4 Fantastic Health Benefits of Meditation

By Frank Lipman
Frank Lipman
Frank Lipman
April 7, 2015 Updated: April 26, 2015

Meditation is one of the most beneficial practices one can engage in, and just about everyone knows they should make time for it. Meditation has a wonderfully calming effect on the body and mind, and encourages a less stressed, more peaceful and aware state of being. Unfortunately though, most people get swept up in life’s frantic pace, more urgent matters come up and thoughts of meditation go out the window. But making time for meditation is a real loss for your health. If you’re one of those who can never seem to find the time, here are four simple health-boosting reasons why I urge you to get into a meditation groove without further delay – your health depends on it!

1. Meditation Chemically Boosts Happiness, Curbs Anxiety and Cuts Pain

Meditation encourages the release of mood-boosting endorphins into the bloodstream, which in turn increases feelings of well-being. Those biochemically-induced good feelings spill over into other areas of your emotional life, helping make regular meditators calmer, more empathetic, slower to anger and less likely to sweat the small stuff. According to the Journal of Neuroscience, meditation also delivers powerful pain-relieving chemicals to the brain – making the practice something of a DIY pain-buster. For many of my patients, particularly the city-dwellers, a meditation practice can be an especially helpful way to combat stress and/or anxiety, enabling them to carve out a slice of serenity in the middle of urban chaos, or where ever they may find themselves.

2. Meditation Lowers Blood Pressure, Stroke and Heart Disease Risk

When it comes to meditation’s impact on health, the news is all good, especially when it comes to lowering blood pressure, stroke and heart disease risk. Even the ultra-conservative minds at the American Medical Association have come out in favor of meditation, having recently issued a report stating that “transcendental meditation (TM) may be considered as an alternative approach to lowering both systolic and diastolic blood pressure in people with high blood pressure.” When blood pressure is lowered, stroke and heart attack risk follows suit.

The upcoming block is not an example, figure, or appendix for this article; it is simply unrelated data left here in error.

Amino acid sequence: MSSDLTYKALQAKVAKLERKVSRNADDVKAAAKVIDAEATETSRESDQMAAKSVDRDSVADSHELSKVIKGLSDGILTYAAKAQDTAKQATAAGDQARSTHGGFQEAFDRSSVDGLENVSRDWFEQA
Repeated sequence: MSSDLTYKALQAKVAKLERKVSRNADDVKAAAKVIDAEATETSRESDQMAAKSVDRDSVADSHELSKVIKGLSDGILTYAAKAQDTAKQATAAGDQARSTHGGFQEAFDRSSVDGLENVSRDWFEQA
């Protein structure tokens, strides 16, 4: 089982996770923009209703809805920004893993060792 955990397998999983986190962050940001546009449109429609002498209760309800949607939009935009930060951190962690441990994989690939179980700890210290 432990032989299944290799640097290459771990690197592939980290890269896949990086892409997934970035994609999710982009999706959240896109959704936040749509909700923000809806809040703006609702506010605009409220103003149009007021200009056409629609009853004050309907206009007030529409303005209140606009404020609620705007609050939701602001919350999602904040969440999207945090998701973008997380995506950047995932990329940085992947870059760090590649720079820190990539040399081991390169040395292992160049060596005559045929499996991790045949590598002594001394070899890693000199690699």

Lotus flower (Lori Branham/Flickr/CC BY 2.0)

3. Meditation Slows Aging Brain and Keeps Chromosomes Young

In recent years, a number of studies have suggested that meditation can help slow aging in the place where we fear it most – the brain. A new study by UCLA researchers concluded “that meditation appeared to help preserve the brain’s gray matter, the tissue that contains neurons. ” Which means, the more gray matter can retain with help from a meditation practice, the less neurological trouble you’re likely to have down the road.  That should inspire even the most time-pressed among us to give this incredibly important practice a closer look. Still on the fence? Then consider this: another study out of UC Davis showed that meditation stimulates telomerase activity, which keeps your chromosomes young and is linked to longer life expectancy. 

4. Meditation Helps Sleep Come More Easily – Or Perks You Up in a Pinch

A racing mind and body wracked with tension is not going to drift off to dreamland without a fight. Don’t fight, don’t medicate – meditate instead. Doing so will quiet the mind, relax the body and prepare you for rest. In this soothed state, it will be lot easier to drift off. Studies show that once snoozing is under way, meditators enjoy boosted slow-wave sleep patterns, which translates to better sleep and less insomnia. On nights when sleep is elusive, try meditating lying down to help you nod off. Even if you don’t fall asleep right away, you will be giving your body some of the restorative brain and body benefits of meditation – so it’s worth doing. Need a boost during the day? Meditation can help here too – there’s evidence that meditation may be even better than napping. When researchers compared the alertness of students who were asked to sleep, watch television or meditate, guess who came out on top? It was the meditators, scored 10% higher on the alertness scale than the non-meditators.

This article was originally published on www.drfranklipman.com. Read the original here.

Frank Lipman
Frank Lipman